On January 17th, 2016, Matt Cagel writing for the American Civil Liberties Union of Northern California (ACLU) published “Dirtbox Over Disneyland? New Docs Reveal Anaheim’s Cellular Surveillance Arsenal”. Cagels’s article focused on the topic of cellular surveillance equipment being used to spy on citizens. The topic of mass cellular surveillance is significant because it raises questions about potential violations of citizens’ 4th Amendment rights, and how this information will be used in court. Since April of 2015, the corporate press has both ignored and under-covered the story of “Dirtbox Over Disneyland? New Docs Reveal Anaheim’s Cellular Surveillance Arsenal” but the independent news outlets did a fair job of covering this story with both truth and consistency.
Cagels’s article focused on the United States (U.S.) government’s cell phone surveillance program that has covered the Orange County area, including Disneyland since 2009. The devices used to spy on cellular activities include a suitcase sized equipment called a Stingray, a hand held equipment, and the Dirtbox (a military grade piece of equipment thought to be used only in two cities). The three million citizens of Orange County and the 16 million yearly Disneyland visitors are being surveilled every year. Cagle ends his article by stating it is time for reform and that the ACLU is excited to participate in them.
One of the biggest problems with this type of program is it may be used for “parallel construction”, meaning the surveillance equipment used can be supplemental information to start private investigations and be used against US citizens as evidence in court, as previously documented by Ryan Gallagher in The Intercept. Parallel construction has already contributed to many cases, such as the 2008 case of Thailand versus the Russian arms dealer, Viktor Bout. In 2011, Bout was sentenced to 25 years in prison. Similarly, Project Synergy (a case against manufacturers, wholesalers and retailers of synthetic designer drugs) resulted in the arrest of 227 people across 35 states in America.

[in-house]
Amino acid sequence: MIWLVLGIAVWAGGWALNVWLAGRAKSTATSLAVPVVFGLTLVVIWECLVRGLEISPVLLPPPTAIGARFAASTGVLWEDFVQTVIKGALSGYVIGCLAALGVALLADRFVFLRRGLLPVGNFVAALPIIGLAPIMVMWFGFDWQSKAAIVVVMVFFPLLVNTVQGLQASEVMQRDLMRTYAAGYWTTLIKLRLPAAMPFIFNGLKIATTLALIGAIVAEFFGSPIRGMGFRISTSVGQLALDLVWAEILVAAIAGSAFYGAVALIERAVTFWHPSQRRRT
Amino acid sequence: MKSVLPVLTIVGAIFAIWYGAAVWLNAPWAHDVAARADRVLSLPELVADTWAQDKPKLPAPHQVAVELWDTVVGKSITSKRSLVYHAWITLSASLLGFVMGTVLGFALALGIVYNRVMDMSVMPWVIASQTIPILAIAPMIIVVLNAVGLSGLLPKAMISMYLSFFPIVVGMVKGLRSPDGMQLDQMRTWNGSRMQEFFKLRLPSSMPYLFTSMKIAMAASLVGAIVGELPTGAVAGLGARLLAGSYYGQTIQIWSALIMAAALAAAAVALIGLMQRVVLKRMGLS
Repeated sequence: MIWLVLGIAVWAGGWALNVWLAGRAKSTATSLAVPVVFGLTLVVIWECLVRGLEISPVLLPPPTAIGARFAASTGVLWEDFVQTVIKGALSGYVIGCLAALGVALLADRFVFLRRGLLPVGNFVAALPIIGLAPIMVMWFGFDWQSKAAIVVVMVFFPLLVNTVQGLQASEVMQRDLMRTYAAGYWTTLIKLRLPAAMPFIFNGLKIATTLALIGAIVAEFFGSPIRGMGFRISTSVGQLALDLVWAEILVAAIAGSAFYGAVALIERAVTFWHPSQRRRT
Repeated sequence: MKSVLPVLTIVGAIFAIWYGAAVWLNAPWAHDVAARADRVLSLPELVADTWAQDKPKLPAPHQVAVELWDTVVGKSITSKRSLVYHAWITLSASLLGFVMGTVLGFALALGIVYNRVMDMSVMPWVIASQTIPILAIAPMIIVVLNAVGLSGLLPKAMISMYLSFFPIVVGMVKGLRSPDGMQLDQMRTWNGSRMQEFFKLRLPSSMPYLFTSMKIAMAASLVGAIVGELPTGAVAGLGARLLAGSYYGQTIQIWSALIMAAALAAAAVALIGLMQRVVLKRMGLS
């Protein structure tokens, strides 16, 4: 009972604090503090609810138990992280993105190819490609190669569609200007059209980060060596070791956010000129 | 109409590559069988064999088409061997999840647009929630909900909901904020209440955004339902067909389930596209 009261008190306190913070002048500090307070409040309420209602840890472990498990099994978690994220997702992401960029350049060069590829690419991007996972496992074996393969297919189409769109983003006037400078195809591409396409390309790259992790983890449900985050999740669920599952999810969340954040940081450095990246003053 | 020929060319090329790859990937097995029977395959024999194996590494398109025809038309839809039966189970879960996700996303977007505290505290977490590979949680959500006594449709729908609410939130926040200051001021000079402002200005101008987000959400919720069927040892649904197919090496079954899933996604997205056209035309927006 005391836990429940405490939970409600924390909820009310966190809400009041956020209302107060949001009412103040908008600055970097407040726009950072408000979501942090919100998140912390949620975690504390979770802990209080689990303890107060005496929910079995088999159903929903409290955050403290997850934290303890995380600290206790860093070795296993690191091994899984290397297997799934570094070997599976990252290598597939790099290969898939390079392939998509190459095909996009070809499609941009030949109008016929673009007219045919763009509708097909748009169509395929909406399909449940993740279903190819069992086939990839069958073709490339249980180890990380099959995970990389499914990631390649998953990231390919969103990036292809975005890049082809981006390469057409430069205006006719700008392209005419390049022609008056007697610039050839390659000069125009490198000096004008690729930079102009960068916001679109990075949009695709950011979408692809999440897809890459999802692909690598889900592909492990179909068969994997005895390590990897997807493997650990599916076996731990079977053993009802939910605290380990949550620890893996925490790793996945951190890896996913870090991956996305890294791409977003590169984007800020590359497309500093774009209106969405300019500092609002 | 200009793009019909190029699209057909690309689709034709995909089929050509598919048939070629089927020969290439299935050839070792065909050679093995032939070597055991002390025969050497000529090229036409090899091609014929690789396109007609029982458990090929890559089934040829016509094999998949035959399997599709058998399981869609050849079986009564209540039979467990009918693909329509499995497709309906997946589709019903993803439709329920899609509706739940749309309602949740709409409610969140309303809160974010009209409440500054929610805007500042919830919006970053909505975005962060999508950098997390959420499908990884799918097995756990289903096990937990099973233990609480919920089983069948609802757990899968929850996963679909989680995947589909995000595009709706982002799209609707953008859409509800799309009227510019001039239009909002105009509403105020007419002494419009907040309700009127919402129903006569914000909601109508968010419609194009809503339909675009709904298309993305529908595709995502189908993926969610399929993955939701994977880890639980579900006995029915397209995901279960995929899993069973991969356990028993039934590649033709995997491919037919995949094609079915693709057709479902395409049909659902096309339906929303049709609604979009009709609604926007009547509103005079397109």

There has been very limited corporate coverage of the surveillance that has plagued Orange County for the past few years. The only relevant corporate coverage was reported in December, 2014 by a local ABC affiliate. This story is vastly different than the ACLU’s recent publication. The ABC report focused only on Stingray, which is just one out of at least three known types of surveillance equipment in use. The ABC report neglected to address the extent of the spying locally, including the Orange County city’s that surround Disneyland. Perhaps this is due to the corporate connections between ABC and Disney, which is the network’s parent company.
In conclusion, the cellular surveillance of citizens continues to raise questions about potential violations of the rights of American citizens. Although mass cellular surveillance has affected over 19 million people in the Orange County area, including Disneyland, corporate press outlets did not cover this story after April 1, 2015, and even then, only one story was released.
Matt Cagle, “Dirtbox Over Disneyland? New Docs Reveal Anaheim’s Cellular Surveillance Arsenal,” American Civil Liberties Union of Northern California, January 27, 2016, https://www.aclunc.org/blog/dirtbox-over-disneyland-new-docs-reveal-anaheim-s-cellular-surveillance-arsenal.
Student Researchers: Pamela Switzer (California State University, Maritime Academy) and Joshua Gorski (Diablo Valley College)
Faculty Evaluator: Nolan Higdon (California State University, Maritime Academy)